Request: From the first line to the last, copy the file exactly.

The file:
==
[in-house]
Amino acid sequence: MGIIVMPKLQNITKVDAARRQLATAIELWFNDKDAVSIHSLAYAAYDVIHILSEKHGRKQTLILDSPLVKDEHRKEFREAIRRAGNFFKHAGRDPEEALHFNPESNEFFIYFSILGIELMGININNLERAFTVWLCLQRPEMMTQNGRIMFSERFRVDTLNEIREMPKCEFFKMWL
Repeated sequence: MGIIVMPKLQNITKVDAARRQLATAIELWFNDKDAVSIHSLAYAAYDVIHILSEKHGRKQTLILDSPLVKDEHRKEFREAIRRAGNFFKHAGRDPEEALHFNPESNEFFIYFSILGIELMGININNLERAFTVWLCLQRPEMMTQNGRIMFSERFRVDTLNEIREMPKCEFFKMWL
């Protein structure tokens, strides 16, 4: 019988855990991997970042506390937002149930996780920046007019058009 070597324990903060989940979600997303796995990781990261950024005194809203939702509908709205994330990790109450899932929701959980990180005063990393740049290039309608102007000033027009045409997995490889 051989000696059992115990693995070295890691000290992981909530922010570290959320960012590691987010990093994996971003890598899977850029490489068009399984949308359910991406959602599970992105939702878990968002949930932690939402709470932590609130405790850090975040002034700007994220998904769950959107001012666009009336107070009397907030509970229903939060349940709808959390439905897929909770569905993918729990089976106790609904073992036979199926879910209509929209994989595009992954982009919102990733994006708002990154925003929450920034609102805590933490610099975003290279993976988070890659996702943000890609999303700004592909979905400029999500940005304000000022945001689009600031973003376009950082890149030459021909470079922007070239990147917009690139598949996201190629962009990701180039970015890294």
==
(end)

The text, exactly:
[in-house]
Amino acid sequence: MGIIVMPKLQNITKVDAARRQLATAIELWFNDKDAVSIHSLAYAAYDVIHILSEKHGRKQTLILDSPLVKDEHRKEFREAIRRAGNFFKHAGRDPEEALHFNPESNEFFIYFSILGIELMGININNLERAFTVWLCLQRPEMMTQNGRIMFSERFRVDTLNEIREMPKCEFFKMWL
Repeated sequence: MGIIVMPKLQNITKVDAARRQLATAIELWFNDKDAVSIHSLAYAAYDVIHILSEKHGRKQTLILDSPLVKDEHRKEFREAIRRAGNFFKHAGRDPEEALHFNPESNEFFIYFSILGIELMGININNLERAFTVWLCLQRPEMMTQNGRIMFSERFRVDTLNEIREMPKCEFFKMWL
């Protein structure tokens, strides 16, 4: 019988855990991997970042506390937002149930996780920046007019058009 070597324990903060989940979600997303796995990781990261950024005194809203939702509908709205994330990790109450899932929701959980990180005063990393740049290039309608102007000033027009045409997995490889 051989000696059992115990693995070295890691000290992981909530922010570290959320960012590691987010990093994996971003890598899977850029490489068009399984949308359910991406959602599970992105939702878990968002949930932690939402709470932590609130405790850090975040002034700007994220998904769950959107001012666009009336107070009397907030509970229903939060349940709808959390439905897929909770569905993918729990089976106790609904073992036979199926879910209509929209994989595009992954982009919102990733994006708002990154925003929450920034609102805590933490610099975003290279993976988070890659996702943000890609999303700004592909979905400029999500940005304000000022945001689009600031973003376009950082890149030459021909470079922007070239990147917009690139598949996201190629962009990701180039970015890294």